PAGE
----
The History of the Speeding Ticket and Where We Are Today!

by Nickey on June 14, 2013

The practice of writing legal citations for speeding has evolved over time, as the primary form of transportation has shifted from the horse-drawn carriage to motorized vehicles. The need for traffic standards was realized early on in the transition, but the process seems to have begun by one New York police officer. The first ticket was given to a New York City taxi driver who was driving an electric vehicle at a high rate of speed down a Manhattan street. The rate of speed was a dangerous 12 MPH. There is actually no paper trail for the citation that occurred in 1899. The only record is the payment of the fine. 

Contemporary Speeding Ticket History

While congested dense population areas established safe-driving regulations in their legal jurisdictions, transportation problems were different in the rest of the dominantly rural United States. Other than sheriff departments, there were very few court officers in the rural regions. Some states established constable offices which were filled by election by the members of each voting district. Since the use of constables became insufficient to maintain order on roadways the states realized that more would need to be done to ensure safety on the roadway. This was apparent even though horse-drawn carriages were still largely in use until the phenomena of the family car became common. Eventually, each state began a systematic implementation of the state police forces, then called the highway patrol.

Expanded Authority

State legislatures all over the nation began enhancing the authority of the highway patrol system, as the application was supposed to be the highway patrol protecting the open roads and local police patrolling in the commercial centers and towns. As a result, speeding tickets became an important source of income for the localities and standard police operation included officers sitting in strategic locations in order to catch speeders. This was historically known as the “speed trap” community, with the officer often serving as the investigator, arresting officer, and judge all rolled into one entity. In turn, this action established an area of law for legal practice.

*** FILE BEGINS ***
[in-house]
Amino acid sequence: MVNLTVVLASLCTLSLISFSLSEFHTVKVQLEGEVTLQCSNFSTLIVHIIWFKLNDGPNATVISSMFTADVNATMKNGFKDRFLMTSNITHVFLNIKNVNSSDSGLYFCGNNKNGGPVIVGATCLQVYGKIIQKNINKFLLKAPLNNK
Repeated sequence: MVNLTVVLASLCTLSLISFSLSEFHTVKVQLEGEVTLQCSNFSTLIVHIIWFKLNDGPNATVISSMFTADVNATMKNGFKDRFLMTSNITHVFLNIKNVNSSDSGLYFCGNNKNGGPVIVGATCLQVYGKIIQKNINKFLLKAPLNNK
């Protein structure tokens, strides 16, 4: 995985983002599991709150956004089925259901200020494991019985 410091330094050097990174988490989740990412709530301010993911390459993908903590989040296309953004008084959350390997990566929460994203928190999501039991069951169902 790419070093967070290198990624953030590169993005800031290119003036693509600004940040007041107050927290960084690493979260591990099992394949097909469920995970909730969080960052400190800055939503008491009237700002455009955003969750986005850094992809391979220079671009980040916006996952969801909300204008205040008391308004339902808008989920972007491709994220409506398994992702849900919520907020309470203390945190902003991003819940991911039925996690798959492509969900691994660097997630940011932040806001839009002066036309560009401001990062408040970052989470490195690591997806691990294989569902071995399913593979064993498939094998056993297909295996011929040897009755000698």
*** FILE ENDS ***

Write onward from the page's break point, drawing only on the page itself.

Speeding and Reckless Driving

In the ever-expanding authority of the legal system, speeding is also associated with reckless driving and driving under the influence. Speeding tickets have been made payable before court, but paying the fine amounts to pleading guilty to the charge. Although a speeding ticket is not “classified” as criminal there are associational charges that stem from reasonable suspicion established by this infraction. Speeding has become a reason for police authorities to exercise carte blanche. This violation is viewed as an easy way to investigate anyone for anything once they have been apprehended.

A Florida traffic ticket lawyer states that in order to prevent increased insurance rates, and to keep driving records clean, traffic violations should be fought. This practical action can reduce the amount of damage caused by a ticket citation not only in Florida, but nationwide.

Other criminal charges such as reckless driving can also be part and parcel to wanton endangerment, which is a felony in most states. Additionally, vehicular homicide is also a possibility when an aggressive driver is involved in a fatal accident. Impairment of the driver is not necessary to establish culpability or negligence. The speeding ticket has served as the “gateway” to the expanding prosecution and incarceration industry, and it all began with a speeding ticket for driving 12 MPH.

Researcher Nickey Williams practices safe driving tactics and believes in protection of citizens’ rights. Florida traffic ticket lawyer Robert Hidock of The Tix Team knows how legal officials and traffic laws can affect your case. His firm’s legal representation will help you with a strategy for your case.



Legal researcher and Home schooling mother of two with a degree in Management.

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